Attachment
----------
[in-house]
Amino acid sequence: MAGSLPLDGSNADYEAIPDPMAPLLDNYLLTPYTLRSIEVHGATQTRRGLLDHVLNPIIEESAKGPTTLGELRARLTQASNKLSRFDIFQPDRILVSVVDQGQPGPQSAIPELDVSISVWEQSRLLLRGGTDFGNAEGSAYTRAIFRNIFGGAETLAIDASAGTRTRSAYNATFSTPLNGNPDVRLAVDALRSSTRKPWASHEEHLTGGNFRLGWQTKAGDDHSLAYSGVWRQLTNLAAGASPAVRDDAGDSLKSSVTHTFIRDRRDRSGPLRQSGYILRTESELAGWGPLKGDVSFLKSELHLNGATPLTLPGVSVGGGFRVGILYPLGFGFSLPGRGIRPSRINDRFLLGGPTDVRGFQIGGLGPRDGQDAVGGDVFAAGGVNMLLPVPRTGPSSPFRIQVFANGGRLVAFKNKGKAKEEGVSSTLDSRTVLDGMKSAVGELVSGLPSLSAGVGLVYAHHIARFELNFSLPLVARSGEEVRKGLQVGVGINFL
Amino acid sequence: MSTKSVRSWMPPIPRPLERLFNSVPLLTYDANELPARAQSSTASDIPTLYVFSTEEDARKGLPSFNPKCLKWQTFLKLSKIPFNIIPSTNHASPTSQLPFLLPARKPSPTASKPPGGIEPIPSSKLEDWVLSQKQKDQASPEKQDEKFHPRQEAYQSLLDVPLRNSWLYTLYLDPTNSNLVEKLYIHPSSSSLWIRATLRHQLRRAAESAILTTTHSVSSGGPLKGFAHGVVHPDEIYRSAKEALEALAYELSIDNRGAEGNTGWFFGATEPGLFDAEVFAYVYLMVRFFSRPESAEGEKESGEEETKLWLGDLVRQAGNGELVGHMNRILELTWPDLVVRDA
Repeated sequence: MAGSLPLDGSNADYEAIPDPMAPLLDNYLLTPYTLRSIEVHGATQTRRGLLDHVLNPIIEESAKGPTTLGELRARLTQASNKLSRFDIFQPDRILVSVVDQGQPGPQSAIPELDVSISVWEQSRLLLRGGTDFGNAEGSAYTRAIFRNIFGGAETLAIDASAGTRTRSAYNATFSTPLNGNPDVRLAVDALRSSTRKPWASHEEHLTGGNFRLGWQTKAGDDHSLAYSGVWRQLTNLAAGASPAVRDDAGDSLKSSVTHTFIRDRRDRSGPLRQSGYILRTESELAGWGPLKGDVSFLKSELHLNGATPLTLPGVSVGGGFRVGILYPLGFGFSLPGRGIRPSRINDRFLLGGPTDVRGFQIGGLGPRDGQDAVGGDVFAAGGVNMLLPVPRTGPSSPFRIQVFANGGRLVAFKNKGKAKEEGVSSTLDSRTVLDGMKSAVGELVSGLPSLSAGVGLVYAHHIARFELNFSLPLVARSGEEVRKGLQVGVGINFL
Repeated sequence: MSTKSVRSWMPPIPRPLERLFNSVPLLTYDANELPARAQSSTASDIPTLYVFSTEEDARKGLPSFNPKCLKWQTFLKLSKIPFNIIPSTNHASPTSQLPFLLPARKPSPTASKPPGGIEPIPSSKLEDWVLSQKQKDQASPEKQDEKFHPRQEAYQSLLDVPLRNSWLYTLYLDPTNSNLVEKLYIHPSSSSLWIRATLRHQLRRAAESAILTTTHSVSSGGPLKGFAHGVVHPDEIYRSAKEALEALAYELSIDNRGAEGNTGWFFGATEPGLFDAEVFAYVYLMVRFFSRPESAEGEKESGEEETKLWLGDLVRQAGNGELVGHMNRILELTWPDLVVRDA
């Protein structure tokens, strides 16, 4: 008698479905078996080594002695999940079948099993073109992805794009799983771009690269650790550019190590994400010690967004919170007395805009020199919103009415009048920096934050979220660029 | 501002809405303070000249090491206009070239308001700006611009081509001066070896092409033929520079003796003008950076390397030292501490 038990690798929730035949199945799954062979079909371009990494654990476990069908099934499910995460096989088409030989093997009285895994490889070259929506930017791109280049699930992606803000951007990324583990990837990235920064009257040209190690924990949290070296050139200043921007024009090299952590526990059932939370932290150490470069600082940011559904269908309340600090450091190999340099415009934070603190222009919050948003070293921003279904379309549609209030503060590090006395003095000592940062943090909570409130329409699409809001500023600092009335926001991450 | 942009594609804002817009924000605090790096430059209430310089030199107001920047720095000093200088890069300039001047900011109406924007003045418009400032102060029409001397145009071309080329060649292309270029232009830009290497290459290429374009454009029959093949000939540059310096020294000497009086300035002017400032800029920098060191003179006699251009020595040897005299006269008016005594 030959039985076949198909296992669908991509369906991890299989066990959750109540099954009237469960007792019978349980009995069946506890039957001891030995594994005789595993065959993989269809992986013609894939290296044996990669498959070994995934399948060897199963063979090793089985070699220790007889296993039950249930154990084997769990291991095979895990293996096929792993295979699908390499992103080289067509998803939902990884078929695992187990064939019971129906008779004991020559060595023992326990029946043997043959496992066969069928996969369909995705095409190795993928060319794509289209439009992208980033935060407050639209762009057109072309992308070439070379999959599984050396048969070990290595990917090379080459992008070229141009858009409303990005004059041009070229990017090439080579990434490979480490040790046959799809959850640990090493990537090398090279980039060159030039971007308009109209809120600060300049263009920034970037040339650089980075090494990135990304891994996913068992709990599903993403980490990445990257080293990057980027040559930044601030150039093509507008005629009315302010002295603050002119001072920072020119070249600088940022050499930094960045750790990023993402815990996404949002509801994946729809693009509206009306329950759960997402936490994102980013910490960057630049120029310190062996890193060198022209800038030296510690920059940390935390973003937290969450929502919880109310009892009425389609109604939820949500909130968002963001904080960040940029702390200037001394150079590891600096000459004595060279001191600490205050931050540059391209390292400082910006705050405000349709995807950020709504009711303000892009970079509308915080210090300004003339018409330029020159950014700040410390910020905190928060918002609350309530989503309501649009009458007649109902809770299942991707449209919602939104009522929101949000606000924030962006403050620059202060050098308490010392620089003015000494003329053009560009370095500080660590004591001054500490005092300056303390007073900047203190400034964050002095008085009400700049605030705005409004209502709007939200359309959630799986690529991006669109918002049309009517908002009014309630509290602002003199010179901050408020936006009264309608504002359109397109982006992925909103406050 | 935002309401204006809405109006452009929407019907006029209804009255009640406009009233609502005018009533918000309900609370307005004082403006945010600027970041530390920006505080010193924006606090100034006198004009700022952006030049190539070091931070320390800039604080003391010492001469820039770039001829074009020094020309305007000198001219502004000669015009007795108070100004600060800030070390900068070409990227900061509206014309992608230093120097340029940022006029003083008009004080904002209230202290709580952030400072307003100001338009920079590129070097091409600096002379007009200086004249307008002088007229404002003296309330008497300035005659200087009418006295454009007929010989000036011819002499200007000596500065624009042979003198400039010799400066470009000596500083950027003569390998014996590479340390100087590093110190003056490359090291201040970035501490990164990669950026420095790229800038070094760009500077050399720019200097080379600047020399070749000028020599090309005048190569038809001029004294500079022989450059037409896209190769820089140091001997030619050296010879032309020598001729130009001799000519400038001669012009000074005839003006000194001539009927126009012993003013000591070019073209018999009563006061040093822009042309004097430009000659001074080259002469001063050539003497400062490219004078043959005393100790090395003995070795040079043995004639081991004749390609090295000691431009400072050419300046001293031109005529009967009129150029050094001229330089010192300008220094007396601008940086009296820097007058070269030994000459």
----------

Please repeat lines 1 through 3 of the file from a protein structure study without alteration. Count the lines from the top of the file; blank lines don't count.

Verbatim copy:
[in-house]
Amino acid sequence: MAGSLPLDGSNADYEAIPDPMAPLLDNYLLTPYTLRSIEVHGATQTRRGLLDHVLNPIIEESAKGPTTLGELRARLTQASNKLSRFDIFQPDRILVSVVDQGQPGPQSAIPELDVSISVWEQSRLLLRGGTDFGNAEGSAYTRAIFRNIFGGAETLAIDASAGTRTRSAYNATFSTPLNGNPDVRLAVDALRSSTRKPWASHEEHLTGGNFRLGWQTKAGDDHSLAYSGVWRQLTNLAAGASPAVRDDAGDSLKSSVTHTFIRDRRDRSGPLRQSGYILRTESELAGWGPLKGDVSFLKSELHLNGATPLTLPGVSVGGGFRVGILYPLGFGFSLPGRGIRPSRINDRFLLGGPTDVRGFQIGGLGPRDGQDAVGGDVFAAGGVNMLLPVPRTGPSSPFRIQVFANGGRLVAFKNKGKAKEEGVSSTLDSRTVLDGMKSAVGELVSGLPSLSAGVGLVYAHHIARFELNFSLPLVARSGEEVRKGLQVGVGINFL
Amino acid sequence: MSTKSVRSWMPPIPRPLERLFNSVPLLTYDANELPARAQSSTASDIPTLYVFSTEEDARKGLPSFNPKCLKWQTFLKLSKIPFNIIPSTNHASPTSQLPFLLPARKPSPTASKPPGGIEPIPSSKLEDWVLSQKQKDQASPEKQDEKFHPRQEAYQSLLDVPLRNSWLYTLYLDPTNSNLVEKLYIHPSSSSLWIRATLRHQLRRAAESAILTTTHSVSSGGPLKGFAHGVVHPDEIYRSAKEALEALAYELSIDNRGAEGNTGWFFGATEPGLFDAEVFAYVYLMVRFFSRPESAEGEKESGEEETKLWLGDLVRQAGNGELVGHMNRILELTWPDLVVRDA